Yesterday I shared some thoughts on why we repeat things when we’re singing. Simply put, the bible encourages it.
But there is such a thing as too much repetition, and it can be a valid criticism that worship leaders repeat things too much.
So how do worship leaders know whether to repeat or not repeat? I’ll try to get very practical here:
1. Assume that once is enough
Your baseline for a song should be to sing through it once. Simple.
2. Repeat something that’s unfamiliar
One way to think about leading discerningly is this way: effective worship leaders have four antennae up the entire time they’re up front. One for the Holy Spirit’s leading, one for the musicians who are leading alongside, one for the congregation, and one for the pastor.
If your congregation antennae tells you that they didn’t quite get that first verse or that chorus (i.e. it’s still new or the lyrics weren’t up in time), then it’s probably a good idea to sing it again.
3. Repeat something that the Holy Spirit wants to drive home
Using your Holy Spirit antennae, as you’re singing through the song, be sensitive for his prodding and prompting. For me, this comes in the form of a gut-sense that the Holy Spirit wants to drive a particular point home that we didn’t fully grasp the first time.
For example, this past week at my church we were singing the Matt Maher song “Christ is Risen“. At our second service, when we got to the second verse and we sang the line “In strength You reign; forever, let your Church proclaim…” I had the sense that we should sing that line again. We hadn’t rehearsed it, we hadn’t repeated it at the first service, and I hadn’t ever repeated that line of the song before (and our church really likes that song, so we’ve sung it a bunch of times).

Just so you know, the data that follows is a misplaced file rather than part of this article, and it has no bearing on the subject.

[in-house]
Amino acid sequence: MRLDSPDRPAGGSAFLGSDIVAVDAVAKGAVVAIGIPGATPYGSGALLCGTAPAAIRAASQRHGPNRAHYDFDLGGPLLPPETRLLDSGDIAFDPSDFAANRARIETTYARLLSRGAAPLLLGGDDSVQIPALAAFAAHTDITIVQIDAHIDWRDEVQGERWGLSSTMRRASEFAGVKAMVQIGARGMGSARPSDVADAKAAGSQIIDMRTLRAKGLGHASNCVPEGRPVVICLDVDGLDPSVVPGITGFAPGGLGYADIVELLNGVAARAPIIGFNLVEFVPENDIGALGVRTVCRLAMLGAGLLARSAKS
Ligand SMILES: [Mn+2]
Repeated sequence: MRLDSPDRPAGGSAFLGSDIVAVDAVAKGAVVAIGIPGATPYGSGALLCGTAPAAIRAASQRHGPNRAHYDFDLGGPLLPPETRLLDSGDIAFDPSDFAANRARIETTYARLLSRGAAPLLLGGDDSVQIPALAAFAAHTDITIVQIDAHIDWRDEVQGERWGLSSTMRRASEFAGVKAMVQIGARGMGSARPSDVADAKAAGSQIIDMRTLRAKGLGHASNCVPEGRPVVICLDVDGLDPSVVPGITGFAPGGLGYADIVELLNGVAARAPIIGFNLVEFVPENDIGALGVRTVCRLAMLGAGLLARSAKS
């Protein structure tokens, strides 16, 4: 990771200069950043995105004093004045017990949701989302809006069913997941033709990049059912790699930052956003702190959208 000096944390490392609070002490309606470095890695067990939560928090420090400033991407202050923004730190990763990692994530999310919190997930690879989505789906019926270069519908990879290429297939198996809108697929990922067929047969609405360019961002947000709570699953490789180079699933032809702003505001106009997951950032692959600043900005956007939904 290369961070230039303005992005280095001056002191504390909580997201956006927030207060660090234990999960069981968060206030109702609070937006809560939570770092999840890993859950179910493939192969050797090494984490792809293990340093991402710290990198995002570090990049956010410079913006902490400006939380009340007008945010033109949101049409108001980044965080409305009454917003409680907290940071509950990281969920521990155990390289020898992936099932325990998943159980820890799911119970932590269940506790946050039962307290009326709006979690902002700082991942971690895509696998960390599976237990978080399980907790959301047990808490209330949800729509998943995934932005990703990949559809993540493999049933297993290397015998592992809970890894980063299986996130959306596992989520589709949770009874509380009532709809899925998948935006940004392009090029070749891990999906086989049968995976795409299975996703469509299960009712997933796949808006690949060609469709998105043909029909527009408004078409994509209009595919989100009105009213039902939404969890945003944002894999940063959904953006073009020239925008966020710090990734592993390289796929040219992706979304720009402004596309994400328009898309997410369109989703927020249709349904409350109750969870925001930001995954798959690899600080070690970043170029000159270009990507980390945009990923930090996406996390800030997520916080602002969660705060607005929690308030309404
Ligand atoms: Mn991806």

But I was pretty sure that the Holy Spirit was telling me that we should repeat that line a few times. And so we did, and the band followed right along, and the choir and congregation did too, and the lyrics operator kept those lyrics on the screen, and as we sang that statement three times in a row, there was a palpable sense of faith and celebration building in the room. It propelled us into the chorus as we continued singing “Christ is risen from the dead! Trampling over death by death!”
That little bit of repetition made a big difference. But on the other hand…
4. Be aware that too much repetition works against you
One time: baseline.
Two times: Can be helpful depending on the group.
Three times: You’re pushing it.
Four times: You’ve crossed the line (unless you’re in a Pentecostal church).
Five times: You’re in your own world.
Six times: You’ll never be asked to lead worship at this church again.
Once you start repeating things, be aware that you have to gauge whether or not your repetition will be adding or subtracting from the effect you’re hoping to achieve. Effective repetition is an underline. Ineffective repetition is white out.
5. Be aware of your congregation’s and musicians’ comfort level
If your congregation isn’t used to repeating anything, use repetition sparingly. Same for your musicians. Gradually get them used to the idea with practice, and by repeating only what’s really important, to show them how it can be helpful.
6. Are they still hungry?
There are times my two-and-a-half year old daughter won’t eat anything. Sometimes it’s because, while she is hungry, she doesn’t realize how good the food on her plate is. But sometimes it’s because she’s actually not hungry.
When you’re leading a song, try to be aware if they’re still hungry or not. Sometimes by repeating something you can help them realize what they’re missing and then they’ll gobble it up. Other times, by repeating something, you’re trying to pry their mouths open and force it down.
7. Favor repeating objective truth over subjective responses
Think to yourself when you’re leading worship: is there anything we’ve sung that we’d benefit from reminding ourselves about again? By repeating the truth about who God is and what he’s done for us in Jesus Christ we allow “…the word of Christ dwell in (us) richly…” (Colossians 3:16).
And that really is the point of repetition – to let the word of Christ dwell richly in our hearts. It’s not to work people into a frenzy or a mindless state, but to help them grab hold of the glory of God by helping them sing with understanding.
Wisely – and discerningly – using repetition as a tool, worship leaders can pastorally point their congregations to the one who is worthy of unending praise. May our use of repetition point to Jesus as an underliner, a highlighter, and a spotlight.